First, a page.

China's first exclusive agency catering to general-purpose aircraft opened its doors Sunday in Hangzhou, capital city of east China's Zhejiang Province, hoping to garner the treasure trove of rich civil capital around the Yangtze River Delta.
General-purpose aeroplanes include helicopters, police airplanes, agricultural airplanes, private jet with the core business of the Hangzhou 4S Shop is formed by helicopters and private jets although the shop also manufactures gliders.
So far, three exhibition halls have been open containing three helicopters are open, for a floor space of 800 square meters. A 160km/h civilian helicopter will lighten the wallet to the tune of 1.2 million yuan (about US$160,000), around the same as a BMW 735Li.
The 4S shop's helicopters were all assembled by Xijie Aeroplane Manufacturing Company, a private factory based in Xi'an, capital city of Shaanxi Province, with some spare parts coming from France. Fully operational, they can bear a two-person load on a 400-500km flight.
According to industry insiders, insurance for a private jet costing more than a million yuan comes up to 20,000-30,000 yuan (US$2,600-4,000) with a further 1,000-2,000 yuan (US$130-260) to be factored in for each hour of flight. Additionally, annual maintenance costs must be tallied up, although they can run on regular 97# petroleum.
The first private jet owner in Zhejiang was Qiu Deyuan, broad chairman of Zhejiang Daoyuan Group. His 65-million-yuan (about US$8.6 million)-Premier I could bear two pilots and six passengers, costing 4000 yuan (US$530) to run per hour of flight.
Compared with the United States, which is home to 100,000 private jets and around 270,000 general-purpose planes across 17,000 airports, China counts less than a hundred such, leaving its private jet market yawning. Some Zhejiang real estate developers have sought to get ahead of the game, by including helipads as part of their residential complexes.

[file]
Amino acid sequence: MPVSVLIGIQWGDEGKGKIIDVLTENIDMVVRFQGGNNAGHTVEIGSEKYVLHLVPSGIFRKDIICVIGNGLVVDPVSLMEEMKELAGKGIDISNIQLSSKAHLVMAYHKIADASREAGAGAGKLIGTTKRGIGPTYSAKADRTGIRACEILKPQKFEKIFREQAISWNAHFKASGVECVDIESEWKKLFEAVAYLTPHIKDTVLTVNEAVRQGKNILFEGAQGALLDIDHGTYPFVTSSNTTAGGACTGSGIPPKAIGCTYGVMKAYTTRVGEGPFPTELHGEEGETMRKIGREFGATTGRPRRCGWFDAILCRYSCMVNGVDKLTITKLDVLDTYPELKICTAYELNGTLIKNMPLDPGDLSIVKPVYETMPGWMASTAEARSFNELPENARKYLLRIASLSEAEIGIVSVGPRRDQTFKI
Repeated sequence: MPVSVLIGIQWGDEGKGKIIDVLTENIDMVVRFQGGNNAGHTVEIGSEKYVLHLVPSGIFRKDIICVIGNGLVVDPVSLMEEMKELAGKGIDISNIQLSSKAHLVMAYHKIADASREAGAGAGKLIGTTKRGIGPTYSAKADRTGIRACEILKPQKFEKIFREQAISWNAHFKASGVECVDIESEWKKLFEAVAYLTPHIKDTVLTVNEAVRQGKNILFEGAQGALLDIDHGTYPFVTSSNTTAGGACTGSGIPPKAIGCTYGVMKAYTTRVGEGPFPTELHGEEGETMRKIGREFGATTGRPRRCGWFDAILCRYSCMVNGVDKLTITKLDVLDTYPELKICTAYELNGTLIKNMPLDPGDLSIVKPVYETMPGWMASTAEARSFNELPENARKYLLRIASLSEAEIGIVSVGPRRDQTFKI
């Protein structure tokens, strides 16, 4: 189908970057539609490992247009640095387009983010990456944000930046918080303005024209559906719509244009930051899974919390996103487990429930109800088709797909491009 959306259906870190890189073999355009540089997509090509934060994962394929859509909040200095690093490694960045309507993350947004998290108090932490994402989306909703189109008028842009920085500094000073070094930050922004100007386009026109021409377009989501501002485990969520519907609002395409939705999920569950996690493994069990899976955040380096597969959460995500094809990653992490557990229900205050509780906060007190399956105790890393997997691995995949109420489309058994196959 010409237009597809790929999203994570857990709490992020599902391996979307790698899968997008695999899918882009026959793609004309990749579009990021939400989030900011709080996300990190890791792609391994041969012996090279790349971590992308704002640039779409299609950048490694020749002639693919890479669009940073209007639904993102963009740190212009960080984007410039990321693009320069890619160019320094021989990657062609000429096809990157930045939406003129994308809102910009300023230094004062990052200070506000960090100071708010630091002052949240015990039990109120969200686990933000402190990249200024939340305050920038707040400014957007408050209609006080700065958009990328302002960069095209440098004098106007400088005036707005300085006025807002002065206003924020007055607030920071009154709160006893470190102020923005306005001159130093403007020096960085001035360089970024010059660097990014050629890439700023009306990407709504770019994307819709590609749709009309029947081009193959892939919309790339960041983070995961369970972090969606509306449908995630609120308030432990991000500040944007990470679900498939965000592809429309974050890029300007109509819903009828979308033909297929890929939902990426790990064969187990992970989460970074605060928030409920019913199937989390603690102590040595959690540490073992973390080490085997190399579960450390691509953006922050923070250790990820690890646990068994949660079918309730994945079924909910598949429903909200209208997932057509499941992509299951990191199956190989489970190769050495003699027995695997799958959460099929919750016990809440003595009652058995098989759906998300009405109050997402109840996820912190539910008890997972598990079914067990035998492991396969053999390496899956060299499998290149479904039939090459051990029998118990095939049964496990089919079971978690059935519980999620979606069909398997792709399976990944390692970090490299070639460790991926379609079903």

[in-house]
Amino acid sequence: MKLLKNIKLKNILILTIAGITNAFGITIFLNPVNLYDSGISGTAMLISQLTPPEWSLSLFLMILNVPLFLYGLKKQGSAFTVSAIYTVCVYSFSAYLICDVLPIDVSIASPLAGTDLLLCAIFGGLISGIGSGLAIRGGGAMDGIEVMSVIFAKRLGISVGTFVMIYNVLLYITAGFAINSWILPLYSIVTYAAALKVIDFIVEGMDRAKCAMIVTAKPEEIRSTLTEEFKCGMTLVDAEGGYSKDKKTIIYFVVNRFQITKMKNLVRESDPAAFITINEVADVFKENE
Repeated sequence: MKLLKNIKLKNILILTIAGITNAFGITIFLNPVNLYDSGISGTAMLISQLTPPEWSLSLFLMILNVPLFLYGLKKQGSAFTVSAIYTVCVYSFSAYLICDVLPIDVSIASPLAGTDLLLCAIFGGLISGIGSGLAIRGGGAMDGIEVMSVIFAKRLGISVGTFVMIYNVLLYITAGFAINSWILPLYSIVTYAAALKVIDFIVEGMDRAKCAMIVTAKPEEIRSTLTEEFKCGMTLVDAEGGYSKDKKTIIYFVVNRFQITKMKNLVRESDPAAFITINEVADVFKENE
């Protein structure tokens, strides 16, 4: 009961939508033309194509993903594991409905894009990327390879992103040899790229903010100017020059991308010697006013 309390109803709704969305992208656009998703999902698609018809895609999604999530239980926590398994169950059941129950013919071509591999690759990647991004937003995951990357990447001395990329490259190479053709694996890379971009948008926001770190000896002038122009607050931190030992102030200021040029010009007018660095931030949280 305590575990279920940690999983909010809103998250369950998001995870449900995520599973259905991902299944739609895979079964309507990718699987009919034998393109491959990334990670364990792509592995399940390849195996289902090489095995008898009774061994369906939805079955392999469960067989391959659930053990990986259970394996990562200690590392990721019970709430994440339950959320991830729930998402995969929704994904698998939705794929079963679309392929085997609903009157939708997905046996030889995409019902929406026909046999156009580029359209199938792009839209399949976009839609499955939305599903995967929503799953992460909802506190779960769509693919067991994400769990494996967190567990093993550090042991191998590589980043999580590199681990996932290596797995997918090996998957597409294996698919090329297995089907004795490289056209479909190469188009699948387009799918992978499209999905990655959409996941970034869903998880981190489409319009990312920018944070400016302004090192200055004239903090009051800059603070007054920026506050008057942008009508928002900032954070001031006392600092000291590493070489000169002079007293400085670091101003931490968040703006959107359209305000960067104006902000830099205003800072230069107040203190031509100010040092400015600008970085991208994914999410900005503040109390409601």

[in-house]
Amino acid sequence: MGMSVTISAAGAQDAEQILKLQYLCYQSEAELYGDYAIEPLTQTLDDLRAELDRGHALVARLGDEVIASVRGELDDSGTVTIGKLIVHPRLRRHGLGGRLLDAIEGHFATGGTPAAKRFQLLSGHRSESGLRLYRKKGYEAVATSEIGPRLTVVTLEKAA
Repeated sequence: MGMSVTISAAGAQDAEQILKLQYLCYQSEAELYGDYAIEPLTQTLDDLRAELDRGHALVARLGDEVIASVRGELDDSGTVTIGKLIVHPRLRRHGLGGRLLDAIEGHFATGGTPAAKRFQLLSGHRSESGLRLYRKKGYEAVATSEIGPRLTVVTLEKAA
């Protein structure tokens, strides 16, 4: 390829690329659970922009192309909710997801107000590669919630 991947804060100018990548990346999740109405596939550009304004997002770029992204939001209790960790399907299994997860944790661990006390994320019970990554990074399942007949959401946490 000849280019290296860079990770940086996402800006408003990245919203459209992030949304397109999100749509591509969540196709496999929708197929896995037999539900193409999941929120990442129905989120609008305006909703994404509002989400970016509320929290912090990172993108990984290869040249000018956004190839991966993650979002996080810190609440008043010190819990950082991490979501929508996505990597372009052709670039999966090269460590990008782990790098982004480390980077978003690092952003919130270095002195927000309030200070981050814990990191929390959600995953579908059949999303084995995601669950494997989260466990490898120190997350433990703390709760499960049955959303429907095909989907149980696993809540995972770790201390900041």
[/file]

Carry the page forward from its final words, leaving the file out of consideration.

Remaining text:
Some may see private jets as a sign of opulence alone but their convenience is obvious. On July 11, a Zhejiang businessman, who was injured in a car accident in Inner Mongolia, saved time and likely his life by chartering an executive jet and a helicopter to take him to hospital in Shanghai.
Besides medical emergencies, general-purpose planes can also bring enormous aid in patrolling, disaster relief and forest fire prevention scenarios.
Currently, the private jet market in Zhejiang is chaotic, said an insider, with no formal airports offering their services and only trial planes being operated.
"There is no specific regulation on small planes, and those that do exist for larger craft are insufficient. On top of this, requirements for landing strips are stricter governing small planes," He added.
At present all of China's airspace is under military control and general aviation flights must be approved by the air force and Civil Aviation Administration of China (CAAC) beforehand.
In most countries where low attitude airspace is open, only general aviation flights need to inform civil aviation authorities of their take-off.
For units applying for construction of a helipad, these must meet construction and technical standards and must be approved by local governments, the air force and the CAAC beforehand.
However, a CAAC statement dating back to April said China would bring in different control and management rules for different categories of airspaces, such as low and high altitude, by 2010. This would free up the skies for private aircraft.
(China.org.cn by Li Shen July 24, 2007)